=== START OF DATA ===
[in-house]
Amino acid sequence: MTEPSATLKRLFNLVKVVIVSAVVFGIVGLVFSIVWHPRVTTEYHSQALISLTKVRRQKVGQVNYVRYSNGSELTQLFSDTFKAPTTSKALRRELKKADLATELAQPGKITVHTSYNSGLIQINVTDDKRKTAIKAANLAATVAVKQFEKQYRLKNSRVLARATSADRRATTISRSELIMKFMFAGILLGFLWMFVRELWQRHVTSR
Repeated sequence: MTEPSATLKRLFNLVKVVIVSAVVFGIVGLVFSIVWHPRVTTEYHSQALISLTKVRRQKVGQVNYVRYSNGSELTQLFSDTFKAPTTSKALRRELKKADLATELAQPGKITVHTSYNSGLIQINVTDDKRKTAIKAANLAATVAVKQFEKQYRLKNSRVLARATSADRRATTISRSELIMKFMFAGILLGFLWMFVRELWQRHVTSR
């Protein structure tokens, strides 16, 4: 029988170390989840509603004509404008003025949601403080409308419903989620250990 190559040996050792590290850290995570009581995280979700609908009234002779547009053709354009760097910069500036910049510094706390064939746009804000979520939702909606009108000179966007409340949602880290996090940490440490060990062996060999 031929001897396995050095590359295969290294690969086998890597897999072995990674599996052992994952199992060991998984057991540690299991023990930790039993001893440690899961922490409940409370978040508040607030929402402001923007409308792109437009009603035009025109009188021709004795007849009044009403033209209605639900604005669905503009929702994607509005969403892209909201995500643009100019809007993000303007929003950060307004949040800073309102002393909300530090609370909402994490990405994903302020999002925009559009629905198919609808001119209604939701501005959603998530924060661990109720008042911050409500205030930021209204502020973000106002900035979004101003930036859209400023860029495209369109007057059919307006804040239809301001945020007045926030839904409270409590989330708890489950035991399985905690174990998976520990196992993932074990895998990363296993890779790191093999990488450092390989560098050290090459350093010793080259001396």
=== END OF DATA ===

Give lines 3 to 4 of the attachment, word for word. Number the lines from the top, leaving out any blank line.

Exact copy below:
Repeated sequence: MTEPSATLKRLFNLVKVVIVSAVVFGIVGLVFSIVWHPRVTTEYHSQALISLTKVRRQKVGQVNYVRYSNGSELTQLFSDTFKAPTTSKALRRELKKADLATELAQPGKITVHTSYNSGLIQINVTDDKRKTAIKAANLAATVAVKQFEKQYRLKNSRVLARATSADRRATTISRSELIMKFMFAGILLGFLWMFVRELWQRHVTSR
């Protein structure tokens, strides 16, 4: 029988170390989840509603004509404008003025949601403080409308419903989620250990 190559040996050792590290850290995570009581995280979700609908009234002779547009053709354009760097910069500036910049510094706390064939746009804000979520939702909606009108000179966007409340949602880290996090940490440490060990062996060999 031929001897396995050095590359295969290294690969086998890597897999072995990674599996052992994952199992060991998984057991540690299991023990930790039993001893440690899961922490409940409370978040508040607030929402402001923007409308792109437009009603035009025109009188021709004795007849009044009403033209209605639900604005669905503009929702994607509005969403892209909201995500643009100019809007993000303007929003950060307004949040800073309102002393909300530090609370909402994490990405994903302020999002925009559009629905198919609808001119209604939701501005959603998530924060661990109720008042911050409500205030930021209204502020973000106002900035979004101003930036859209400023860029495209369109007057059919307006804040239809301001945020007045926030839904409270409590989330708890489950035991399985905690174990998976520990196992993932074990895998990363296993890779790191093999990488450092390989560098050290090459350093010793080259001396």